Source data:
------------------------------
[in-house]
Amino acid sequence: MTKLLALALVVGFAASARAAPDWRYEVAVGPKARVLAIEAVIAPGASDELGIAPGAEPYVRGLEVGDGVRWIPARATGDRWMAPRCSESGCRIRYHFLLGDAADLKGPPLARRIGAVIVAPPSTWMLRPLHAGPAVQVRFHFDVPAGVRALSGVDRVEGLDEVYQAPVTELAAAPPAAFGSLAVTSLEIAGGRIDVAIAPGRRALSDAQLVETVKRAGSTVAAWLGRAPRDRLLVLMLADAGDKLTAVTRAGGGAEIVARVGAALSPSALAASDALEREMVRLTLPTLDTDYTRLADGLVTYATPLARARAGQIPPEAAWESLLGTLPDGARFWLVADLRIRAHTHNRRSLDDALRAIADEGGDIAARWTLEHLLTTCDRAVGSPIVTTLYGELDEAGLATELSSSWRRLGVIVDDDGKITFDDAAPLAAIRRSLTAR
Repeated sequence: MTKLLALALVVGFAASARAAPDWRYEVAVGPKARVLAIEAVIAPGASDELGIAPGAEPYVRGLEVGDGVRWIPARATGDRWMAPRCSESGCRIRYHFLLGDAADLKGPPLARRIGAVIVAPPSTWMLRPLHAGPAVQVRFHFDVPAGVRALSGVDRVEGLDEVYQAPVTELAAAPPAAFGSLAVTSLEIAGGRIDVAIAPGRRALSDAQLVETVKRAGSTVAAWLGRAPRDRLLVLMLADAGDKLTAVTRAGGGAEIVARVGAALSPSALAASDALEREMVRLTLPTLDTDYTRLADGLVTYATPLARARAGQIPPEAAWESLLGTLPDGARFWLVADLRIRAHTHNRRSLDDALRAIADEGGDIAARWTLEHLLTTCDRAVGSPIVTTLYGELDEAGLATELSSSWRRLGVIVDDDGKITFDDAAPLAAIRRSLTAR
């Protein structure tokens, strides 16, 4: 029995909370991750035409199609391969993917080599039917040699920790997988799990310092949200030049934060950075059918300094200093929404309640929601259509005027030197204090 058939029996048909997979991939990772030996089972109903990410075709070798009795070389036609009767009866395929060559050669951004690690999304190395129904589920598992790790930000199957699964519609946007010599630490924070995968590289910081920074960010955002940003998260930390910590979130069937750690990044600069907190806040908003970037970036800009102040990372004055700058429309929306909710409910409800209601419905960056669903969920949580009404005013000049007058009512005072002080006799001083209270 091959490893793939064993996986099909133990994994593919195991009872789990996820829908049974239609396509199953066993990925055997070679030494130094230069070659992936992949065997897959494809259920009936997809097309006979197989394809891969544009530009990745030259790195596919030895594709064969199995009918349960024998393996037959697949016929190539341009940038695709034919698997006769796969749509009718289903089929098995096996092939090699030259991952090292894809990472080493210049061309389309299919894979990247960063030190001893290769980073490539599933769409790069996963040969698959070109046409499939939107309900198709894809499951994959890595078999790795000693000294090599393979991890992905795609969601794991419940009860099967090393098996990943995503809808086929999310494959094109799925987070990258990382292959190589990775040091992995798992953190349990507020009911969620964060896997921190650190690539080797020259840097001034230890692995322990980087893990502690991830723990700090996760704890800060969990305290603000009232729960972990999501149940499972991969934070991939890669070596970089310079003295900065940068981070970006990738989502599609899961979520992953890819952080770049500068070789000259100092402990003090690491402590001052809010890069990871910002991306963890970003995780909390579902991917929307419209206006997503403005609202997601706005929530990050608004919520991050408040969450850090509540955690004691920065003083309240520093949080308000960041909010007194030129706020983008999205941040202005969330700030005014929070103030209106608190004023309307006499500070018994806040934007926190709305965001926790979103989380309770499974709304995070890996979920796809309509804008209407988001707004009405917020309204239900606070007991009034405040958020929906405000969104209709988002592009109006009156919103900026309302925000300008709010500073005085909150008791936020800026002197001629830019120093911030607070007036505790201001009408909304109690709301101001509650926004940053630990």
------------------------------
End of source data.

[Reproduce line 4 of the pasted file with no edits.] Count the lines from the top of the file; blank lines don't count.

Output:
């Protein structure tokens, strides 16, 4: 029995909370991750035409199609391969993917080599039917040699920790997988799990310092949200030049934060950075059918300094200093929404309640929601259509005027030197204090 058939029996048909997979991939990772030996089972109903990410075709070798009795070389036609009767009866395929060559050669951004690690999304190395129904589920598992790790930000199957699964519609946007010599630490924070995968590289910081920074960010955002940003998260930390910590979130069937750690990044600069907190806040908003970037970036800009102040990372004055700058429309929306909710409910409800209601419905960056669903969920949580009404005013000049007058009512005072002080006799001083209270 091959490893793939064993996986099909133990994994593919195991009872789990996820829908049974239609396509199953066993990925055997070679030494130094230069070659992936992949065997897959494809259920009936997809097309006979197989394809891969544009530009990745030259790195596919030895594709064969199995009918349960024998393996037959697949016929190539341009940038695709034919698997006769796969749509009718289903089929098995096996092939090699030259991952090292894809990472080493210049061309389309299919894979990247960063030190001893290769980073490539599933769409790069996963040969698959070109046409499939939107309900198709894809499951994959890595078999790795000693000294090599393979991890992905795609969601794991419940009860099967090393098996990943995503809808086929999310494959094109799925987070990258990382292959190589990775040091992995798992953190349990507020009911969620964060896997921190650190690539080797020259840097001034230890692995322990980087893990502690991830723990700090996760704890800060969990305290603000009232729960972990999501149940499972991969934070991939890669070596970089310079003295900065940068981070970006990738989502599609899961979520992953890819952080770049500068070789000259100092402990003090690491402590001052809010890069990871910002991306963890970003995780909390579902991917929307419209206006997503403005609202997601706005929530990050608004919520991050408040969450850090509540955690004691920065003083309240520093949080308000960041909010007194030129706020983008999205941040202005969330700030005014929070103030209106608190004023309307006499500070018994806040934007926190709305965001926790979103989380309770499974709304995070890996979920796809309509804008209407988001707004009405917020309204239900606070007991009034405040958020929906405000969104209709988002592009109006009156919103900026309302925000300008709010500073005085909150008791936020800026002197001629830019120093911030607070007036505790201001009408909304109690709301101001509650926004940053630990």